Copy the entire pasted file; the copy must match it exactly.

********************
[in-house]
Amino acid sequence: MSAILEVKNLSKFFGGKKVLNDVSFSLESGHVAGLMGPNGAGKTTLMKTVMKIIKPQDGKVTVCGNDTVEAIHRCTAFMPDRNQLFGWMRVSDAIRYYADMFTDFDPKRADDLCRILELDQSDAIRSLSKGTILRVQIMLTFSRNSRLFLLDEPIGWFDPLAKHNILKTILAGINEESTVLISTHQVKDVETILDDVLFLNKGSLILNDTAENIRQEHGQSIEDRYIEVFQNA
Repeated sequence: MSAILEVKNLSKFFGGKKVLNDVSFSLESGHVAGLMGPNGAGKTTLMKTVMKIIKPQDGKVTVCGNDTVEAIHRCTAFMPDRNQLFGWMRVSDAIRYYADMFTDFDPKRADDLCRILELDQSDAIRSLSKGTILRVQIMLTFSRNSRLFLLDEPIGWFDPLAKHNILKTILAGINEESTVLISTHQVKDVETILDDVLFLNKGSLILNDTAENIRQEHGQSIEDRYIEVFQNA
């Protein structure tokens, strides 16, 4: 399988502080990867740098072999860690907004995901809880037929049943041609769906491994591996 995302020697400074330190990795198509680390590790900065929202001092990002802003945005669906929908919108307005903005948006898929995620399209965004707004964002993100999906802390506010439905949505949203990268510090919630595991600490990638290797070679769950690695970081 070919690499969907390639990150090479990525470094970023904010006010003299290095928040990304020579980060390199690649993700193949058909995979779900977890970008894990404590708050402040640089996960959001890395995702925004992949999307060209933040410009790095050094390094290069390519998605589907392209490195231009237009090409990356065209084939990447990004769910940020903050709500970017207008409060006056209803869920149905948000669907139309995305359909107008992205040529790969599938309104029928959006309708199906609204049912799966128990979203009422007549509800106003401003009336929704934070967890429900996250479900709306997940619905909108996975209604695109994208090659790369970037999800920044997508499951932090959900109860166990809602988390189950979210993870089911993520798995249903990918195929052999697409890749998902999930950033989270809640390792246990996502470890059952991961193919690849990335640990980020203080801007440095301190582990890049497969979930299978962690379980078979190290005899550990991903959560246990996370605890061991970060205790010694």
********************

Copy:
[in-house]
Amino acid sequence: MSAILEVKNLSKFFGGKKVLNDVSFSLESGHVAGLMGPNGAGKTTLMKTVMKIIKPQDGKVTVCGNDTVEAIHRCTAFMPDRNQLFGWMRVSDAIRYYADMFTDFDPKRADDLCRILELDQSDAIRSLSKGTILRVQIMLTFSRNSRLFLLDEPIGWFDPLAKHNILKTILAGINEESTVLISTHQVKDVETILDDVLFLNKGSLILNDTAENIRQEHGQSIEDRYIEVFQNA
Repeated sequence: MSAILEVKNLSKFFGGKKVLNDVSFSLESGHVAGLMGPNGAGKTTLMKTVMKIIKPQDGKVTVCGNDTVEAIHRCTAFMPDRNQLFGWMRVSDAIRYYADMFTDFDPKRADDLCRILELDQSDAIRSLSKGTILRVQIMLTFSRNSRLFLLDEPIGWFDPLAKHNILKTILAGINEESTVLISTHQVKDVETILDDVLFLNKGSLILNDTAENIRQEHGQSIEDRYIEVFQNA
């Protein structure tokens, strides 16, 4: 399988502080990867740098072999860690907004995901809880037929049943041609769906491994591996 995302020697400074330190990795198509680390590790900065929202001092990002802003945005669906929908919108307005903005948006898929995620399209965004707004964002993100999906802390506010439905949505949203990268510090919630595991600490990638290797070679769950690695970081 070919690499969907390639990150090479990525470094970023904010006010003299290095928040990304020579980060390199690649993700193949058909995979779900977890970008894990404590708050402040640089996960959001890395995702925004992949999307060209933040410009790095050094390094290069390519998605589907392209490195231009237009090409990356065209084939990447990004769910940020903050709500970017207008409060006056209803869920149905948000669907139309995305359909107008992205040529790969599938309104029928959006309708199906609204049912799966128990979203009422007549509800106003401003009336929704934070967890429900996250479900709306997940619905909108996975209604695109994208090659790369970037999800920044997508499951932090959900109860166990809602988390189950979210993870089911993520798995249903990918195929052999697409890749998902999930950033989270809640390792246990996502470890059952991961193919690849990335640990980020203080801007440095301190582990890049497969979930299978962690379980078979190290005899550990991903959560246990996370605890061991970060205790010694």